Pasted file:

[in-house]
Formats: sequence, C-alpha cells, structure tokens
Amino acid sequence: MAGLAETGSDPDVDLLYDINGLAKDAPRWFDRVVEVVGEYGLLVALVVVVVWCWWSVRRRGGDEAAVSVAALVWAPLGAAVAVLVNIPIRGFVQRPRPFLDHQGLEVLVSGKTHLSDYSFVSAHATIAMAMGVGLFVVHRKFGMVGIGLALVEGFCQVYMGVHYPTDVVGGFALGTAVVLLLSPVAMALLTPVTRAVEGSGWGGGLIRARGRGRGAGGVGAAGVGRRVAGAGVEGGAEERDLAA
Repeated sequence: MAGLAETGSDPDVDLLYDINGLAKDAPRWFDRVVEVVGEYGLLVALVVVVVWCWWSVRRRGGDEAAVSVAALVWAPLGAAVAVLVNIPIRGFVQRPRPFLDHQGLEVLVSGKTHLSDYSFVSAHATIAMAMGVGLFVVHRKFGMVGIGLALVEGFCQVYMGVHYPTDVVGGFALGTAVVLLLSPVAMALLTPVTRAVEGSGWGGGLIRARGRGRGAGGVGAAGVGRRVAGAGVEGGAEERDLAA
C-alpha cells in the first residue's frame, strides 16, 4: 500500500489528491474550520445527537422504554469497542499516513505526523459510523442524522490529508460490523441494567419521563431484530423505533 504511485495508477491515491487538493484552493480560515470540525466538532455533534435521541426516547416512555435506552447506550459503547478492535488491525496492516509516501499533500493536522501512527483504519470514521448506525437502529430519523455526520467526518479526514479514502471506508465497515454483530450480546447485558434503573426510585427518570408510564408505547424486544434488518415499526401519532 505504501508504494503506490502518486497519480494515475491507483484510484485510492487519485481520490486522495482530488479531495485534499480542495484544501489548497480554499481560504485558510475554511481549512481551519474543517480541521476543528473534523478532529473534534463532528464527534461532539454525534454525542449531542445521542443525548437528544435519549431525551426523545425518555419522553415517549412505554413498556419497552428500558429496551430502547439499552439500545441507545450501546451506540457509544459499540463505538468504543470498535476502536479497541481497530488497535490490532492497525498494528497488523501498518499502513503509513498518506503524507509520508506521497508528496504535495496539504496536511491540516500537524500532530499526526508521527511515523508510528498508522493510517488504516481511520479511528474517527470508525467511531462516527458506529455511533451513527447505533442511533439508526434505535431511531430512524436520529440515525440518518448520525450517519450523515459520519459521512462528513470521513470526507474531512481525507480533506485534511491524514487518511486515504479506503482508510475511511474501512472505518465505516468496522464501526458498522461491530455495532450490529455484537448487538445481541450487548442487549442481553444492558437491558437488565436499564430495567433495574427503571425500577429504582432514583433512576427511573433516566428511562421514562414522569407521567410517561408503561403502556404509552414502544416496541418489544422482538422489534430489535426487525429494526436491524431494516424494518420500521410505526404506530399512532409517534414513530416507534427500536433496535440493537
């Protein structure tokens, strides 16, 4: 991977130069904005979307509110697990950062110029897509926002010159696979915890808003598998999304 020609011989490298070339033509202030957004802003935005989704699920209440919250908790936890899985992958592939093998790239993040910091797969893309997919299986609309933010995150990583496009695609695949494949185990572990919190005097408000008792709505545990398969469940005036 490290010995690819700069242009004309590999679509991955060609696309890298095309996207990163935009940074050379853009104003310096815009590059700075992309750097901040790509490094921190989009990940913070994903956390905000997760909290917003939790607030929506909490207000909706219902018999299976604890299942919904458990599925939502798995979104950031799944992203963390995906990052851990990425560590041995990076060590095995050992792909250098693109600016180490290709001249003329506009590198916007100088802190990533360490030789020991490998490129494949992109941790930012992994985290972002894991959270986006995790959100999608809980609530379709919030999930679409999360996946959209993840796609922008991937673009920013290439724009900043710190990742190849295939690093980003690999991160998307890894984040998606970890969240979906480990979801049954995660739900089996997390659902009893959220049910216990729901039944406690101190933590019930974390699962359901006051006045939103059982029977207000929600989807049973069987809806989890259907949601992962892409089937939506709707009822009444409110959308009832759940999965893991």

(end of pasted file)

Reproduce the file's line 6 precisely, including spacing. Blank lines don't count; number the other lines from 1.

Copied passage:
């Protein structure tokens, strides 16, 4: 991977130069904005979307509110697990950062110029897509926002010159696979915890808003598998999304 020609011989490298070339033509202030957004802003935005989704699920209440919250908790936890899985992958592939093998790239993040910091797969893309997919299986609309933010995150990583496009695609695949494949185990572990919190005097408000008792709505545990398969469940005036 490290010995690819700069242009004309590999679509991955060609696309890298095309996207990163935009940074050379853009104003310096815009590059700075992309750097901040790509490094921190989009990940913070994903956390905000997760909290917003939790607030929506909490207000909706219902018999299976604890299942919904458990599925939502798995979104950031799944992203963390995906990052851990990425560590041995990076060590095995050992792909250098693109600016180490290709001249003329506009590198916007100088802190990533360490030789020991490998490129494949992109941790930012992994985290972002894991959270986006995790959100999608809980609530379709919030999930679409999360996946959209993840796609922008991937673009920013290439724009900043710190990742190849295939690093980003690999991160998307890894984040998606970890969240979906480990979801049954995660739900089996997390659902009893959220049910216990729901039944406690101190933590019930974390699962359901006051006045939103059982029977207000929600989807049973069987809806989890259907949601992962892409089937939506709707009822009444409110959308009832759940999965893991």